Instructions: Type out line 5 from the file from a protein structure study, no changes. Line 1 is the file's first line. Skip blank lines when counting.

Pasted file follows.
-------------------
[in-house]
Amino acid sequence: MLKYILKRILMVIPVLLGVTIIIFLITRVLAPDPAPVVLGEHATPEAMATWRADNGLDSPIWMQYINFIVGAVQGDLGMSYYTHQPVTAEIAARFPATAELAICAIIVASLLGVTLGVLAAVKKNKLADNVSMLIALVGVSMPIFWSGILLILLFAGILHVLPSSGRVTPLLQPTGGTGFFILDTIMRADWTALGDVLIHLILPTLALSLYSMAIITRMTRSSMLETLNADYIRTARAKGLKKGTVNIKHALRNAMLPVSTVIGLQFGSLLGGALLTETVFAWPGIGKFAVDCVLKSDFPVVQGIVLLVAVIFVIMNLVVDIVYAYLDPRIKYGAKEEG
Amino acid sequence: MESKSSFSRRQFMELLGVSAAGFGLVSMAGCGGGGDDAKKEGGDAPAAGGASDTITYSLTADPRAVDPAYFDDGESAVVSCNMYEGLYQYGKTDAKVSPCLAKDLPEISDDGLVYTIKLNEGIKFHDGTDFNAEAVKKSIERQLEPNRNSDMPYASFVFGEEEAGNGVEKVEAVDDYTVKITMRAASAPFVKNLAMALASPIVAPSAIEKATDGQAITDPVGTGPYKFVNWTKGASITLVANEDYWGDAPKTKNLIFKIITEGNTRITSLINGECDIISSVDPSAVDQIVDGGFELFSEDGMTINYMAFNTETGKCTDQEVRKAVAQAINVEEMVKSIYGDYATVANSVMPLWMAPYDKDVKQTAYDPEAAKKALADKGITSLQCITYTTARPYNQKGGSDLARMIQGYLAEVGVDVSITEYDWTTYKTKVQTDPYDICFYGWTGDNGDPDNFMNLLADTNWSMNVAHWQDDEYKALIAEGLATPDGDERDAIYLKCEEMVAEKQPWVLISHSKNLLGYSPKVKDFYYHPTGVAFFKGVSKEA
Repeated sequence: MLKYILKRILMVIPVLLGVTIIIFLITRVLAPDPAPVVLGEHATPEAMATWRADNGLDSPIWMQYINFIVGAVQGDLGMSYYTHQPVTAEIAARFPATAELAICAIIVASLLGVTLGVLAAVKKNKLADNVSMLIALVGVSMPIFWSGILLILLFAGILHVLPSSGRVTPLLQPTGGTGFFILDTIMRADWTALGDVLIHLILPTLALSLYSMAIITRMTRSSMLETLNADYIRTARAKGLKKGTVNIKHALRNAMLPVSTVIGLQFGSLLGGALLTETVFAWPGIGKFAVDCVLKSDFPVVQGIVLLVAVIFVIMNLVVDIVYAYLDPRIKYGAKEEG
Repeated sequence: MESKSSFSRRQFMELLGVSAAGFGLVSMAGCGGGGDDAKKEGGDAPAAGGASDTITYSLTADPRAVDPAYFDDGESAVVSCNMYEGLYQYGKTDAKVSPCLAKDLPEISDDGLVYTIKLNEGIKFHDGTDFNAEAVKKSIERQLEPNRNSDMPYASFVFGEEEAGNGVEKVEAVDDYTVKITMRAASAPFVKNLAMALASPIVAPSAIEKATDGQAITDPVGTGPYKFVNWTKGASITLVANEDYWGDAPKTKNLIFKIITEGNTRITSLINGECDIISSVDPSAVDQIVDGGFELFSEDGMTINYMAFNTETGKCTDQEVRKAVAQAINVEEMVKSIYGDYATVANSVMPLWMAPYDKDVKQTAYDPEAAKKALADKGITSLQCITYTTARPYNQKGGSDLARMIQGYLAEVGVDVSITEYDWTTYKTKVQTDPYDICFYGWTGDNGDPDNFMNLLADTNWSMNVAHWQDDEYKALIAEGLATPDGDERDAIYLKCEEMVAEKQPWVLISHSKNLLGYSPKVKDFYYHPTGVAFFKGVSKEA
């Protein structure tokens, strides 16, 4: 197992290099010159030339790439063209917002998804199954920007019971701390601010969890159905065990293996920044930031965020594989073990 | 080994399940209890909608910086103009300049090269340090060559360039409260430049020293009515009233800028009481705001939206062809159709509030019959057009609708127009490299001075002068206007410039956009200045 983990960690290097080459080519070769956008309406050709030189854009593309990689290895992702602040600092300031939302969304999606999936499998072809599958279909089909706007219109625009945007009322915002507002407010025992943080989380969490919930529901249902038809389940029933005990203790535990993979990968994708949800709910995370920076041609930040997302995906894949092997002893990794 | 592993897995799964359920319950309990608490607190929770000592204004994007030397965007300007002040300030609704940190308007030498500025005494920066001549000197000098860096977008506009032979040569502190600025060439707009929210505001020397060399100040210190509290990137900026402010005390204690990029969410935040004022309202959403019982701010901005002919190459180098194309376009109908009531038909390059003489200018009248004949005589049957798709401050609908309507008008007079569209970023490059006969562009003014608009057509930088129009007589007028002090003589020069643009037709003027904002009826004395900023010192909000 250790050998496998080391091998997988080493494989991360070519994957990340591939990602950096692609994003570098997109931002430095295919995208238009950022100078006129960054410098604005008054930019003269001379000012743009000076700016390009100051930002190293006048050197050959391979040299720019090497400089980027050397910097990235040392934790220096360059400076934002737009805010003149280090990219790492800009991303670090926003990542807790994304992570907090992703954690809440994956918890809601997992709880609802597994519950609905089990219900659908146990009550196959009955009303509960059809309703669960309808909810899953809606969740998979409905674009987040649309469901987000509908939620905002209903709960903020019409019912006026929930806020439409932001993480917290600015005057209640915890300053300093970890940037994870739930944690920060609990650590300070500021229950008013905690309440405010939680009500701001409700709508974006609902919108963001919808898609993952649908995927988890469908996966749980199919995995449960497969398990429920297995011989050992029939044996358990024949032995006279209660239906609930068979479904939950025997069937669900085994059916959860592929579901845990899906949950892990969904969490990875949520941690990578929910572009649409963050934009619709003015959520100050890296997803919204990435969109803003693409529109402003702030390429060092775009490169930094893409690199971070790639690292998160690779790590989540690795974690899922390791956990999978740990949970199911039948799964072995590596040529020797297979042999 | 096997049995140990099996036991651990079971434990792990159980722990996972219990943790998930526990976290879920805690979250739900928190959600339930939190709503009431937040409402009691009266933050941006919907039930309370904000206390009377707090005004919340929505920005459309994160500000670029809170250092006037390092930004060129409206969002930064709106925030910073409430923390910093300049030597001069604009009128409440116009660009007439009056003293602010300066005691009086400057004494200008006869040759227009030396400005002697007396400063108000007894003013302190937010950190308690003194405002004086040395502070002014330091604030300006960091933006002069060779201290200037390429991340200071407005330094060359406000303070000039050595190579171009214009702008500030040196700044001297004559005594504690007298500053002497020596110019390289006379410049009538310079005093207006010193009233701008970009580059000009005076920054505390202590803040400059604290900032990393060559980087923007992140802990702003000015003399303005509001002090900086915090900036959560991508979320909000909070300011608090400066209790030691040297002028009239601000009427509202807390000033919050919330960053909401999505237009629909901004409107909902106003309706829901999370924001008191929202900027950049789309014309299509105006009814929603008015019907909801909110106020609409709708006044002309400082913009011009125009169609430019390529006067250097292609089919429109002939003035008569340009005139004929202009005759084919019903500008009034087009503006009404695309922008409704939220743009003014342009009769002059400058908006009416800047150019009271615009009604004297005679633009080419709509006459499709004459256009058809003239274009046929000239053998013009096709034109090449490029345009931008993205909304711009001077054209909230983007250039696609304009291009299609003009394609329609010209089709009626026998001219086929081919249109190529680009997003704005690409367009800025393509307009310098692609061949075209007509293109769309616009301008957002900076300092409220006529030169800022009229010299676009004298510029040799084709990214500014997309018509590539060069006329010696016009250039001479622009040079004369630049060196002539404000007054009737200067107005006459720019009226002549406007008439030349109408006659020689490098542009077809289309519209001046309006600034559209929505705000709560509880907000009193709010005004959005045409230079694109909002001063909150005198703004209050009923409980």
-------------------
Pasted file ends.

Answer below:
Repeated sequence: MESKSSFSRRQFMELLGVSAAGFGLVSMAGCGGGGDDAKKEGGDAPAAGGASDTITYSLTADPRAVDPAYFDDGESAVVSCNMYEGLYQYGKTDAKVSPCLAKDLPEISDDGLVYTIKLNEGIKFHDGTDFNAEAVKKSIERQLEPNRNSDMPYASFVFGEEEAGNGVEKVEAVDDYTVKITMRAASAPFVKNLAMALASPIVAPSAIEKATDGQAITDPVGTGPYKFVNWTKGASITLVANEDYWGDAPKTKNLIFKIITEGNTRITSLINGECDIISSVDPSAVDQIVDGGFELFSEDGMTINYMAFNTETGKCTDQEVRKAVAQAINVEEMVKSIYGDYATVANSVMPLWMAPYDKDVKQTAYDPEAAKKALADKGITSLQCITYTTARPYNQKGGSDLARMIQGYLAEVGVDVSITEYDWTTYKTKVQTDPYDICFYGWTGDNGDPDNFMNLLADTNWSMNVAHWQDDEYKALIAEGLATPDGDERDAIYLKCEEMVAEKQPWVLISHSKNLLGYSPKVKDFYYHPTGVAFFKGVSKEA